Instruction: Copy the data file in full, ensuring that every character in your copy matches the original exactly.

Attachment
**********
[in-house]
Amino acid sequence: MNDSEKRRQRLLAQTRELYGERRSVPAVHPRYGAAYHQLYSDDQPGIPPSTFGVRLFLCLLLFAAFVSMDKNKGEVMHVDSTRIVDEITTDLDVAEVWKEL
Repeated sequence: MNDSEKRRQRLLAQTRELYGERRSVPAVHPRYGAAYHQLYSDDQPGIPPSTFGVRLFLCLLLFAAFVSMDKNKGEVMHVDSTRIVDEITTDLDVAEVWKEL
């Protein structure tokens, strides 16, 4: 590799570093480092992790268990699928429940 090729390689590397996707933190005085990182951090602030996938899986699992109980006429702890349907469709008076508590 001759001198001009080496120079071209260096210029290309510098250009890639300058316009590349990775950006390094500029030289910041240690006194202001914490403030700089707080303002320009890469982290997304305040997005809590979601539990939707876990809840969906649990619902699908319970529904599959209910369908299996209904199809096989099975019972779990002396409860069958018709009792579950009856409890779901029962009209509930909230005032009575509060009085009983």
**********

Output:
[in-house]
Amino acid sequence: MNDSEKRRQRLLAQTRELYGERRSVPAVHPRYGAAYHQLYSDDQPGIPPSTFGVRLFLCLLLFAAFVSMDKNKGEVMHVDSTRIVDEITTDLDVAEVWKEL
Repeated sequence: MNDSEKRRQRLLAQTRELYGERRSVPAVHPRYGAAYHQLYSDDQPGIPPSTFGVRLFLCLLLFAAFVSMDKNKGEVMHVDSTRIVDEITTDLDVAEVWKEL
């Protein structure tokens, strides 16, 4: 590799570093480092992790268990699928429940 090729390689590397996707933190005085990182951090602030996938899986699992109980006429702890349907469709008076508590 001759001198001009080496120079071209260096210029290309510098250009890639300058316009590349990775950006390094500029030289910041240690006194202001914490403030700089707080303002320009890469982290997304305040997005809590979601539990939707876990809840969906649990619902699908319970529904599959209910369908299996209904199809096989099975019972779990002396409860069958018709009792579950009856409890779901029962009209509930909230005032009575509060009085009983």